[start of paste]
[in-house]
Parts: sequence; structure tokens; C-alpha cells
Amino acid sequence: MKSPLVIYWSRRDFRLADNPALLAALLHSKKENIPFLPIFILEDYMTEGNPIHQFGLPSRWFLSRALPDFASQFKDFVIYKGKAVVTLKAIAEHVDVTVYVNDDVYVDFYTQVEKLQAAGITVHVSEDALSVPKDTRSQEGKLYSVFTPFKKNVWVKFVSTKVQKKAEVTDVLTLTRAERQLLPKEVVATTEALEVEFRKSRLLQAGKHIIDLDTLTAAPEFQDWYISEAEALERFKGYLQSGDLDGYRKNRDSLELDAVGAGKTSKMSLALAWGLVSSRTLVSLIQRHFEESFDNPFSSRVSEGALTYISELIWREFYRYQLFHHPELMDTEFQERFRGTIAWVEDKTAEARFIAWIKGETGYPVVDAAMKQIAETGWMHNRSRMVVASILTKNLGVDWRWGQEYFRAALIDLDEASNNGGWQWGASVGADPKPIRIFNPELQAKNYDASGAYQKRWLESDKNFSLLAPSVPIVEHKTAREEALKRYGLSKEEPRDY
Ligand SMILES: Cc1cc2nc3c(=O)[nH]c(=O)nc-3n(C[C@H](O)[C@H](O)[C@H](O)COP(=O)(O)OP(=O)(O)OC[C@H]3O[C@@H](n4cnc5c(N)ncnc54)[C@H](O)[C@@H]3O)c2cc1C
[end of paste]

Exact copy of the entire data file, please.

[in-house]
Parts: sequence; structure tokens; C-alpha cells
Amino acid sequence: MKSPLVIYWSRRDFRLADNPALLAALLHSKKENIPFLPIFILEDYMTEGNPIHQFGLPSRWFLSRALPDFASQFKDFVIYKGKAVVTLKAIAEHVDVTVYVNDDVYVDFYTQVEKLQAAGITVHVSEDALSVPKDTRSQEGKLYSVFTPFKKNVWVKFVSTKVQKKAEVTDVLTLTRAERQLLPKEVVATTEALEVEFRKSRLLQAGKHIIDLDTLTAAPEFQDWYISEAEALERFKGYLQSGDLDGYRKNRDSLELDAVGAGKTSKMSLALAWGLVSSRTLVSLIQRHFEESFDNPFSSRVSEGALTYISELIWREFYRYQLFHHPELMDTEFQERFRGTIAWVEDKTAEARFIAWIKGETGYPVVDAAMKQIAETGWMHNRSRMVVASILTKNLGVDWRWGQEYFRAALIDLDEASNNGGWQWGASVGADPKPIRIFNPELQAKNYDASGAYQKRWLESDKNFSLLAPSVPIVEHKTAREEALKRYGLSKEEPRDY
Ligand SMILES: Cc1cc2nc3c(=O)[nH]c(=O)nc-3n(C[C@H](O)[C@H](O)[C@H](O)COP(=O)(O)OP(=O)(O)OC[C@H]3O[C@@H](n4cnc5c(N)ncnc54)[C@H](O)[C@@H]3O)c2cc1C